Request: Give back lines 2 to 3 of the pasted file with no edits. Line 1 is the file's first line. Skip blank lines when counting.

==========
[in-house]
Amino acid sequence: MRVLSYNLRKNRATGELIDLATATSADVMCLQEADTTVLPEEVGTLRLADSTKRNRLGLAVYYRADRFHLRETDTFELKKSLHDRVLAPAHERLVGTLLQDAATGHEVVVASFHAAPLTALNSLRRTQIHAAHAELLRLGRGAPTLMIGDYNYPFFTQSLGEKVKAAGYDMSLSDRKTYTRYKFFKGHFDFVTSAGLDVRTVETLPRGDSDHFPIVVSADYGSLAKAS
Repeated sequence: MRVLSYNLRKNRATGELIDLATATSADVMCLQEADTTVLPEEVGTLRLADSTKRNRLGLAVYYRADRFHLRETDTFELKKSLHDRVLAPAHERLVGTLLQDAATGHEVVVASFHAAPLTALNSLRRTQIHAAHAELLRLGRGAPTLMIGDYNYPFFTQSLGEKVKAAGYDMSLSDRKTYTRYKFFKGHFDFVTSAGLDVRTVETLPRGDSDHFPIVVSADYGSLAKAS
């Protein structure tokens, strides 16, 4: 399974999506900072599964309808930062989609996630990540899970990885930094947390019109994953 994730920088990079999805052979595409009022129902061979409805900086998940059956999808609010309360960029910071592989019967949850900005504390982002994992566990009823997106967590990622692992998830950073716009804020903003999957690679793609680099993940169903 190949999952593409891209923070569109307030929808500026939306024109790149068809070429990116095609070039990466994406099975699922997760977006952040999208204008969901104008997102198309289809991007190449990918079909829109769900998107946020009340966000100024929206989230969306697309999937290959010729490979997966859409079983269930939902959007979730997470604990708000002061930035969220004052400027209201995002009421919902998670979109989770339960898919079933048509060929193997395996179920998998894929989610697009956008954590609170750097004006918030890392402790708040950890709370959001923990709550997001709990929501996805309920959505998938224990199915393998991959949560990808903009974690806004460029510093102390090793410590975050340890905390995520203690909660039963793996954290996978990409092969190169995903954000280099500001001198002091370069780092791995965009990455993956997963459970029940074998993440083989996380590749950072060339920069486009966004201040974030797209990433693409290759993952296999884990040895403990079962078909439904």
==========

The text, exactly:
Amino acid sequence: MRVLSYNLRKNRATGELIDLATATSADVMCLQEADTTVLPEEVGTLRLADSTKRNRLGLAVYYRADRFHLRETDTFELKKSLHDRVLAPAHERLVGTLLQDAATGHEVVVASFHAAPLTALNSLRRTQIHAAHAELLRLGRGAPTLMIGDYNYPFFTQSLGEKVKAAGYDMSLSDRKTYTRYKFFKGHFDFVTSAGLDVRTVETLPRGDSDHFPIVVSADYGSLAKAS
Repeated sequence: MRVLSYNLRKNRATGELIDLATATSADVMCLQEADTTVLPEEVGTLRLADSTKRNRLGLAVYYRADRFHLRETDTFELKKSLHDRVLAPAHERLVGTLLQDAATGHEVVVASFHAAPLTALNSLRRTQIHAAHAELLRLGRGAPTLMIGDYNYPFFTQSLGEKVKAAGYDMSLSDRKTYTRYKFFKGHFDFVTSAGLDVRTVETLPRGDSDHFPIVVSADYGSLAKAS